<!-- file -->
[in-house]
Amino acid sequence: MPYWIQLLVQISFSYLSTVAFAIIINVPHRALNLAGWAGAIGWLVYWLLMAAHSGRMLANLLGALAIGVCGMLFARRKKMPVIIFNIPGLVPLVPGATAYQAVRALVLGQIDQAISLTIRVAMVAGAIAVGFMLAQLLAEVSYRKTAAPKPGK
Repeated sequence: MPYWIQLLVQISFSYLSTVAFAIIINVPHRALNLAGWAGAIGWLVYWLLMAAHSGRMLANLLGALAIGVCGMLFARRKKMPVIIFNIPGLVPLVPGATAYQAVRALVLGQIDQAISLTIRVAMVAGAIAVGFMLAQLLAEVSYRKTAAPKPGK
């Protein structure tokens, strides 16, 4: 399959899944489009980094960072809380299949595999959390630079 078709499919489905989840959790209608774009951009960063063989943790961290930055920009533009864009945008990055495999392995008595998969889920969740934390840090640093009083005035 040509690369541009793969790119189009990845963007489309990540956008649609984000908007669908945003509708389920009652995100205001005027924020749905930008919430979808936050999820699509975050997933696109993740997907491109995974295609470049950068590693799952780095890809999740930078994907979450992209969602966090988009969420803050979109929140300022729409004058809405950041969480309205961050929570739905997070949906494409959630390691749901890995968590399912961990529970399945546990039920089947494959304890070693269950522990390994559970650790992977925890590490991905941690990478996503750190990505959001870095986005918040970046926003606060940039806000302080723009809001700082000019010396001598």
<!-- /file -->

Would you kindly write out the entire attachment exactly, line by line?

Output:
[in-house]
Amino acid sequence: MPYWIQLLVQISFSYLSTVAFAIIINVPHRALNLAGWAGAIGWLVYWLLMAAHSGRMLANLLGALAIGVCGMLFARRKKMPVIIFNIPGLVPLVPGATAYQAVRALVLGQIDQAISLTIRVAMVAGAIAVGFMLAQLLAEVSYRKTAAPKPGK
Repeated sequence: MPYWIQLLVQISFSYLSTVAFAIIINVPHRALNLAGWAGAIGWLVYWLLMAAHSGRMLANLLGALAIGVCGMLFARRKKMPVIIFNIPGLVPLVPGATAYQAVRALVLGQIDQAISLTIRVAMVAGAIAVGFMLAQLLAEVSYRKTAAPKPGK
């Protein structure tokens, strides 16, 4: 399959899944489009980094960072809380299949595999959390630079 078709499919489905989840959790209608774009951009960063063989943790961290930055920009533009864009945008990055495999392995008595998969889920969740934390840090640093009083005035 040509690369541009793969790119189009990845963007489309990540956008649609984000908007669908945003509708389920009652995100205001005027924020749905930008919430979808936050999820699509975050997933696109993740997907491109995974295609470049950068590693799952780095890809999740930078994907979450992209969602966090988009969420803050979109929140300022729409004058809405950041969480309205961050929570739905997070949906494409959630390691749901890995968590399912961990529970399945546990039920089947494959304890070693269950522990390994559970650790992977925890590490991905941690990478996503750190990505959001870095986005918040970046926003606060940039806000302080723009809001700082000019010396001598």